Thursday 12/28 was Good Riddance Day in NYC. It was sponsored by SHRED IT. A recycling company. With New Years approaching it is time to look around your house, apartment, room AND life and lighten your load.
Dig through your wallet or purse and find that relic receipt from August and recycle it.
In your life there are things that you must also get rid of. Bad thoughts or unhappy feelings need to be left behind.
Start 2018 FRESH and with a good positive outlook.
WESTON – In a startling development for the Rock n Roll community, world famous Rolling Stones guitarist and songwriter Keith Richards was found alive on Wednesday. Crew members said they found his animated body sitting beside an amp, picking at a guitar and murmuring some incomprehensible melody. Shocked but elated, the roadies took Richards back to the dressing rooms and covered his old broken body with designer scarves and skull rings.
“It’s astounding” said longtime Rolling Stones roadie Steve Kruger, “to find him in this state is…well, it’s unexpected to say the least.” Richards, the grizzly-faced guitarist long thought to be the most likely person on the planet to next kick the bucket, was noodling on a 5-string fender when he was found miraculously still conscious. “At first I thought it was some 200-year old giant turtle that crawled in here, or a wrinkly sack of potatoes with somebody inside,” recalled Kruger. “But no! There he was, strumming away on a few opening chords to ‘Start Me Up.’ What I was seeing looked awful, but unmistakable. When I realized it was Keith, I thought it might be one of those holograms like they created for Michael Jackson and 2Pac at Bonnaroo music fest a few years back. But then I touched him and he screamed ‘what the hell do you want!?’, and I knew.”
Figuring that they might as well use him, the Stones management has decided to continue taking him on the road. “People still want to see him perform,” said Kruger. “And they’ll pay good money to see their favorite corpse up onstage, especially if he’s moving around and kind of sort of acting like it’s all still fresh and sexy. So now it’s kind of like we’re touring with some old museum piece, or your grandma’s music box, handed down from generation to generation, still spitting out a tune,” said Kruger. “And I’ll tell ya, Keith still makes a good noise.”
I published this series a few years back and I want to edit and repost it. I am not proud to say that this time of year I struggle with a little bit of depression. I have a GREAT life and an amazing family so it just makes me angry when I feel this way. Writing is a way for me to work through it. I miss friends and family from my youth. I miss my kids when they were little and excited by Christmas. At this writing we are are together in Colorado where my daughter lives. We plan on doing some skiing and just hanging out as a family.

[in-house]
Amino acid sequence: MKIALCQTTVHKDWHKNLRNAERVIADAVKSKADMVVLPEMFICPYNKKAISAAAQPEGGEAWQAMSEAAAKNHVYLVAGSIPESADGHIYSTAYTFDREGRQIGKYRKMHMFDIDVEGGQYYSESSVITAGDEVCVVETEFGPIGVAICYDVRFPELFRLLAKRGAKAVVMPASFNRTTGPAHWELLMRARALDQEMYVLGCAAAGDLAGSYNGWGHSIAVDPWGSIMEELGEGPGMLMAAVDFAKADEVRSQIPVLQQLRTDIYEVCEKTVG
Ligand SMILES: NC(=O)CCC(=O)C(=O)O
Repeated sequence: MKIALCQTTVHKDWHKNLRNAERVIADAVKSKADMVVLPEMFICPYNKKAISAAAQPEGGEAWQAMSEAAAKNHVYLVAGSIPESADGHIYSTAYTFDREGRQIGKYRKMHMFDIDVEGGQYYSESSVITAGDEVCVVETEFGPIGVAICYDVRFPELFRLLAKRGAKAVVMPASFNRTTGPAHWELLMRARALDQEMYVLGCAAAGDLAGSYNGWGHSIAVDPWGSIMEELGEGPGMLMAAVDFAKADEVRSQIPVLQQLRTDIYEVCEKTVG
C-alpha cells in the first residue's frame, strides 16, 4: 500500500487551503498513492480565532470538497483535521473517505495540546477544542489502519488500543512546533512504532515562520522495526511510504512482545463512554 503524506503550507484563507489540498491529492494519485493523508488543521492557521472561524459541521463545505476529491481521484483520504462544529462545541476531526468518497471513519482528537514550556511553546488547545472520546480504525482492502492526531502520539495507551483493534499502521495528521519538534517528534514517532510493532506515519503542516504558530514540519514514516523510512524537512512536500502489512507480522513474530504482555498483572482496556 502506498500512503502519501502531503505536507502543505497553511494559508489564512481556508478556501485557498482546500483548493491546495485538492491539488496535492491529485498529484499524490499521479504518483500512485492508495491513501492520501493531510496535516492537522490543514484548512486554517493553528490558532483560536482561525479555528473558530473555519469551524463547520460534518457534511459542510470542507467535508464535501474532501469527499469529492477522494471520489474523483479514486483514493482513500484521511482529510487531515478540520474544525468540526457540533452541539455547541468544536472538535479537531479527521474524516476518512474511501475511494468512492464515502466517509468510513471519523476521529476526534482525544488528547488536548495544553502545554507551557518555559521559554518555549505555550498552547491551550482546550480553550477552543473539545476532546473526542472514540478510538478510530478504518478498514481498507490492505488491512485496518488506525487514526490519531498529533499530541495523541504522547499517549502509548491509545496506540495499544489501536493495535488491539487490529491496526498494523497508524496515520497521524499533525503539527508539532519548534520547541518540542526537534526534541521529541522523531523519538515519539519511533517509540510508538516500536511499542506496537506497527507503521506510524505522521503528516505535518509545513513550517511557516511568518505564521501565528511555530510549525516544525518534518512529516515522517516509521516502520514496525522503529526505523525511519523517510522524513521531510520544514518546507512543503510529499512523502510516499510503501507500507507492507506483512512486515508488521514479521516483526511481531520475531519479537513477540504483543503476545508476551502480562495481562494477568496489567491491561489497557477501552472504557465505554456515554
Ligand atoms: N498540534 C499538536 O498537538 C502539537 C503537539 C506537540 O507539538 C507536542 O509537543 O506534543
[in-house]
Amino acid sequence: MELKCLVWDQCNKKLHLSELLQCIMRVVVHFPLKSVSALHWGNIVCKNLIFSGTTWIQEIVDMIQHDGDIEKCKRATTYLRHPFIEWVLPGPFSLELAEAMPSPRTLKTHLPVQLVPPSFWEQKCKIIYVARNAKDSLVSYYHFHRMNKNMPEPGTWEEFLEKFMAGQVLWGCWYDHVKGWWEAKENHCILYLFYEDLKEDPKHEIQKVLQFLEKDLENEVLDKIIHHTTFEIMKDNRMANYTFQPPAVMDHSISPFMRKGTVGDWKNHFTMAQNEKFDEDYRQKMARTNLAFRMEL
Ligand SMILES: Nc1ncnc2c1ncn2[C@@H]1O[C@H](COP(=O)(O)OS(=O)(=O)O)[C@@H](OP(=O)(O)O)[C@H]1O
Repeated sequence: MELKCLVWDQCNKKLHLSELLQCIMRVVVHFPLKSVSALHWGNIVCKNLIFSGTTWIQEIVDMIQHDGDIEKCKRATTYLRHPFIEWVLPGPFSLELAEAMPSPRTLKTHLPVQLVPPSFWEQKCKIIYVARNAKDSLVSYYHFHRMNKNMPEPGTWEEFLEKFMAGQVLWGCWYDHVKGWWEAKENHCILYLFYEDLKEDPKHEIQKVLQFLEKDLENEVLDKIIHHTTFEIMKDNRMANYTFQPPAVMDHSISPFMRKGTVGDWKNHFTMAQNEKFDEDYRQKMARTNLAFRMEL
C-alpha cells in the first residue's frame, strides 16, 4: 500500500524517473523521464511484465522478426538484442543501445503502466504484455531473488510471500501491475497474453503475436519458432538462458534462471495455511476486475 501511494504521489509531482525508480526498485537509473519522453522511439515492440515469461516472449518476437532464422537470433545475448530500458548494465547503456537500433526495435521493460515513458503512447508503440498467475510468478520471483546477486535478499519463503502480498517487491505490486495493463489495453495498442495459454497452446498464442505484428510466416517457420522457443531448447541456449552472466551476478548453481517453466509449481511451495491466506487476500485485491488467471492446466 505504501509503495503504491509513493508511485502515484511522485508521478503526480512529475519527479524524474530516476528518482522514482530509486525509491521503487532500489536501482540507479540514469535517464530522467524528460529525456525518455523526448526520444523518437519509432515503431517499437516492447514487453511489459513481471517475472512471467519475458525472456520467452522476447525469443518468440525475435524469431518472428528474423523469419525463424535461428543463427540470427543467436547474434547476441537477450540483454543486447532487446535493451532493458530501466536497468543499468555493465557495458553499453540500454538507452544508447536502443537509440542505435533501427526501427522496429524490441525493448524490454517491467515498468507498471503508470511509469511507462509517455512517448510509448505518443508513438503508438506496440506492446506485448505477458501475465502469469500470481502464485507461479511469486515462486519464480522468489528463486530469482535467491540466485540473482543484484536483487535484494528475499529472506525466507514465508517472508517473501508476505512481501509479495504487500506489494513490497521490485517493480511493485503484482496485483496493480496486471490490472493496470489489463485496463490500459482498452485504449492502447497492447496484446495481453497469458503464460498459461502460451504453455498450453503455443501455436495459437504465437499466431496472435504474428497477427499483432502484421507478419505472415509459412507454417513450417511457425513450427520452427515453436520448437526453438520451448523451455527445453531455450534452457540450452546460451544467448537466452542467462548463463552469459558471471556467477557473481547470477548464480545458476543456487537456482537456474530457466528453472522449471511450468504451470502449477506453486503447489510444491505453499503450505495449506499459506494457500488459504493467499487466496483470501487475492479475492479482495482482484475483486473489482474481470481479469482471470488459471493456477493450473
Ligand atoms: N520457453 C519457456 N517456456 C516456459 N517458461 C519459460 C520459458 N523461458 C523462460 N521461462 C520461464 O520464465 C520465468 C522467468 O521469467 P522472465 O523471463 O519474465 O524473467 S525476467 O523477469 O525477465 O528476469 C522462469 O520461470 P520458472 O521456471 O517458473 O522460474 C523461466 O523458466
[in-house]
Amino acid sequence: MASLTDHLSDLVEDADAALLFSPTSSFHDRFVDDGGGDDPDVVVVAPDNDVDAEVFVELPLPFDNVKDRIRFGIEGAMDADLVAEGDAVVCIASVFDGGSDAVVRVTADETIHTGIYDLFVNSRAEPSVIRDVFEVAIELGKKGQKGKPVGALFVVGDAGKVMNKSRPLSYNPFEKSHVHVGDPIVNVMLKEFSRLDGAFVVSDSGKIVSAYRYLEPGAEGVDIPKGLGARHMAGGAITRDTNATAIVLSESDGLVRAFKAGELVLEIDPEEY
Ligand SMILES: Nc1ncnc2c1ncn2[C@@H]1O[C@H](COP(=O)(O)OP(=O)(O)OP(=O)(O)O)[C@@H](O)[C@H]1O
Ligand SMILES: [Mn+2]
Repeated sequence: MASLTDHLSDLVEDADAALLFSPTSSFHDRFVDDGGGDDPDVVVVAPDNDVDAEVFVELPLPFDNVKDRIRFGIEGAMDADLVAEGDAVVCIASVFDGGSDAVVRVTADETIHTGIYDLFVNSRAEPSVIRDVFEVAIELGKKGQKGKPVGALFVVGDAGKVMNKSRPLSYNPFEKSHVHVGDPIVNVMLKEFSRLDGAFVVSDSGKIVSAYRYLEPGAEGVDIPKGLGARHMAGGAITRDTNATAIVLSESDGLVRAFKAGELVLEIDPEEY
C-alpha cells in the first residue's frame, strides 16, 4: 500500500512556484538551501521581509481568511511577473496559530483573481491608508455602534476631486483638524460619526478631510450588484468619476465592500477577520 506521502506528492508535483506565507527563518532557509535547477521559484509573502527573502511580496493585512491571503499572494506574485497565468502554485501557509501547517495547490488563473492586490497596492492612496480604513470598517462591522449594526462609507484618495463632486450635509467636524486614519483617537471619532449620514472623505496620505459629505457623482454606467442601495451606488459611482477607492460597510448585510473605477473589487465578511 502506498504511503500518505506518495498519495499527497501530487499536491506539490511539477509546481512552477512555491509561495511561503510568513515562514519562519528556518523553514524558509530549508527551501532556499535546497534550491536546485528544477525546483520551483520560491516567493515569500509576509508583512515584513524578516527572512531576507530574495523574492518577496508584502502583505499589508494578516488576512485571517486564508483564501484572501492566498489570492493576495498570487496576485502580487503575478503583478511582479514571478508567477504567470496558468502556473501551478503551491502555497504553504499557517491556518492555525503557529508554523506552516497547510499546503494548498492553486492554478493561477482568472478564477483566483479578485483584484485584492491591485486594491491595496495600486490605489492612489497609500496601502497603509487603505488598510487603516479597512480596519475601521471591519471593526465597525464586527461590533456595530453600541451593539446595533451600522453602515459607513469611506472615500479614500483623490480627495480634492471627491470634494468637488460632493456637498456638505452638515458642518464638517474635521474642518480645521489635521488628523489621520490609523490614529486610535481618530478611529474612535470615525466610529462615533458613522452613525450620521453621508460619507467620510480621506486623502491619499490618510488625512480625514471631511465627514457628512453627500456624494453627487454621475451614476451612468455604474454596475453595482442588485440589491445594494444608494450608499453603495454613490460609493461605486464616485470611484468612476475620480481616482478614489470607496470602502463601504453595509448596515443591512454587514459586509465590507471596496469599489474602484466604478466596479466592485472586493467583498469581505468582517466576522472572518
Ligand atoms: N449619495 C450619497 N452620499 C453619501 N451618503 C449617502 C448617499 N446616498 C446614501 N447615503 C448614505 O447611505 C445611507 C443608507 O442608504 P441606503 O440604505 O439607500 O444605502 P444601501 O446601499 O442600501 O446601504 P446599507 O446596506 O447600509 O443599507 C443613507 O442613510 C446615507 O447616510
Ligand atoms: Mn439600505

In April, on my other blog Vacilando, I posted 30 days of peace. It was at a time when I think we, as a country, needed to focus on peace.
Now, 7 months later, let’s focus on HOPE. From now until the New Year I will (hopefully) be giving you a reason to be hopeful and to share that hope. Because with out HOPE, what’s the point?
As a 53 year old, I have faith in our next generation. I was texting with my son last night and told him that I have more faith in his generation than my own. They are largely engaged, environmentally conscious and see that they can change the world. They still have HOPE in their eyes and their hope gives me hope.
This holiday season these young consumers want to give—and to give back. Speaking to my children I’ve learned they plan to spend more than they did last year on gifts for family and friends. My son said he and his girlfriend plan on giving to a charity and volunteering as their gift to each other. I found statistics for their generation and learned that a substantial majority plans to donate to a favorite cause or to spend time volunteering. Retailers will get in the spirit, too: nearly 75 percent say they will make charitable contributions to celebrate the season. And the good cheer doesn’t end there. Giving back inspires more giving back. Consumers prefer to buy from retailers who translate their values into action, whether it’s in the form of cash donations, commitments to sustainable practices, or community involvement, and many shoppers say they will actually spend more with these brands. It’s clear that giving back is good for business.
This is exciting news and a happy blurring of the lines between what we care about and how and what we buy and sell. Companies can engage consumers with their brands and products by demonstrating a clear sense of social purpose. Consumers have the opportunity to choose companies or products that support the causes they champion. At a time when consumers are increasingly demanding not only great products but companies with values that match their own, the holiday season is an ideal time to bring humanity to buying and selling.
While shoppers of all ages say they will open their hearts and their wallets this year for causes that matter to them, we can expect to see some generational differences. It’s the most digital time of the year, more millennial parents than consumers overall plan to make donations to their favorite charities. And millennials (young, college-educated, upwardly mobile), will increase the size of their charitable donations this year by a larger amount than shoppers in other age groups. But younger consumers won’t be far behind when it comes to spending to support causes they believe in. Gen Z shoppers (ages 16-20) are both brand loyal and loyal to brands that show social impact through their actions.
Younger millennials and members of Gen Z, perhaps because they have grown up in the era of B (benefit) Corporations, for example, when they buy a pair of shoes a pair goes to a child in need, and they expect business to be a force for good.